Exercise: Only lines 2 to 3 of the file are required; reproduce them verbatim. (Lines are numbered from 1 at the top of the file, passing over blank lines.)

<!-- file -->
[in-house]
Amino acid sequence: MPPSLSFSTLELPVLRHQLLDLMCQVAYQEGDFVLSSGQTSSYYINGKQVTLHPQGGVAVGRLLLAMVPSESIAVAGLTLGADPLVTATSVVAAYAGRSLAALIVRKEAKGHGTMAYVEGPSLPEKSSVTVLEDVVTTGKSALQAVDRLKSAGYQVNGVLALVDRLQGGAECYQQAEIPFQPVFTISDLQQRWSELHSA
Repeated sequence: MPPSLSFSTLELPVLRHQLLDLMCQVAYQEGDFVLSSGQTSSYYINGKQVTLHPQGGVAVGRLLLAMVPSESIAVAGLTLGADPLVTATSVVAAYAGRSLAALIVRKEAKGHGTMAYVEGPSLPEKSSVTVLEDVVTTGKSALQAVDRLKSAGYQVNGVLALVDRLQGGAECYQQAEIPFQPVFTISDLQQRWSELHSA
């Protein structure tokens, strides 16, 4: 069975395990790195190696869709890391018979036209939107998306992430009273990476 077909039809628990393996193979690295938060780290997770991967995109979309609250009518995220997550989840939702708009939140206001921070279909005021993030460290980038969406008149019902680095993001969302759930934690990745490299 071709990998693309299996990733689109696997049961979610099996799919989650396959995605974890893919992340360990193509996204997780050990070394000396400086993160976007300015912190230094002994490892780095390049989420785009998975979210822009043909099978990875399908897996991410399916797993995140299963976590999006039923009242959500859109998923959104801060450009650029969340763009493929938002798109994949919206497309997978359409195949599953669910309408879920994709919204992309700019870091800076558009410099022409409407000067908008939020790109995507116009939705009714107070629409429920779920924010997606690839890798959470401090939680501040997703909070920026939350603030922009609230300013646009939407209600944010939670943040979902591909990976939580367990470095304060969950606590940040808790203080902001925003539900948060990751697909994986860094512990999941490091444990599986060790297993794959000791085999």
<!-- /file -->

Amino acid sequence: MPPSLSFSTLELPVLRHQLLDLMCQVAYQEGDFVLSSGQTSSYYINGKQVTLHPQGGVAVGRLLLAMVPSESIAVAGLTLGADPLVTATSVVAAYAGRSLAALIVRKEAKGHGTMAYVEGPSLPEKSSVTVLEDVVTTGKSALQAVDRLKSAGYQVNGVLALVDRLQGGAECYQQAEIPFQPVFTISDLQQRWSELHSA
Repeated sequence: MPPSLSFSTLELPVLRHQLLDLMCQVAYQEGDFVLSSGQTSSYYINGKQVTLHPQGGVAVGRLLLAMVPSESIAVAGLTLGADPLVTATSVVAAYAGRSLAALIVRKEAKGHGTMAYVEGPSLPEKSSVTVLEDVVTTGKSALQAVDRLKSAGYQVNGVLALVDRLQGGAECYQQAEIPFQPVFTISDLQQRWSELHSA